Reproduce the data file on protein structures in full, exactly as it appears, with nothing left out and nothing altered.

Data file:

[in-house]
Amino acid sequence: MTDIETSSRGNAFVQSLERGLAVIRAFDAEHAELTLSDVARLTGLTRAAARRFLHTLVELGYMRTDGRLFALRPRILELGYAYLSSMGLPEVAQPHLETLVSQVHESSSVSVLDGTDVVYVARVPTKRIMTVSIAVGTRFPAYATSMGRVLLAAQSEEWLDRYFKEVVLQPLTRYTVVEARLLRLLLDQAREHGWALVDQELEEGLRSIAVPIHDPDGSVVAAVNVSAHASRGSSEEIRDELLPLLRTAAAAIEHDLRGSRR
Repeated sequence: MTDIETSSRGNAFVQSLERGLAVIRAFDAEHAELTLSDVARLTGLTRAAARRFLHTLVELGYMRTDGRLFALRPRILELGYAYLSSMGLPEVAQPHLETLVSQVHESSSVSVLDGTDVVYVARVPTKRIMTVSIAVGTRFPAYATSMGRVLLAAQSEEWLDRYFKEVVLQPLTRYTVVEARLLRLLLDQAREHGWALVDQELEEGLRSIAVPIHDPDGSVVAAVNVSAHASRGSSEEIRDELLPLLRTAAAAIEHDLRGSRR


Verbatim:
[in-house]
Amino acid sequence: MTDIETSSRGNAFVQSLERGLAVIRAFDAEHAELTLSDVARLTGLTRAAARRFLHTLVELGYMRTDGRLFALRPRILELGYAYLSSMGLPEVAQPHLETLVSQVHESSSVSVLDGTDVVYVARVPTKRIMTVSIAVGTRFPAYATSMGRVLLAAQSEEWLDRYFKEVVLQPLTRYTVVEARLLRLLLDQAREHGWALVDQELEEGLRSIAVPIHDPDGSVVAAVNVSAHASRGSSEEIRDELLPLLRTAAAAIEHDLRGSRR
Repeated sequence: MTDIETSSRGNAFVQSLERGLAVIRAFDAEHAELTLSDVARLTGLTRAAARRFLHTLVELGYMRTDGRLFALRPRILELGYAYLSSMGLPEVAQPHLETLVSQVHESSSVSVLDGTDVVYVARVPTKRIMTVSIAVGTRFPAYATSMGRVLLAAQSEEWLDRYFKEVVLQPLTRYTVVEARLLRLLLDQAREHGWALVDQELEEGLRSIAVPIHDPDGSVVAAVNVSAHASRGSSEEIRDELLPLLRTAAAAIEHDLRGSRR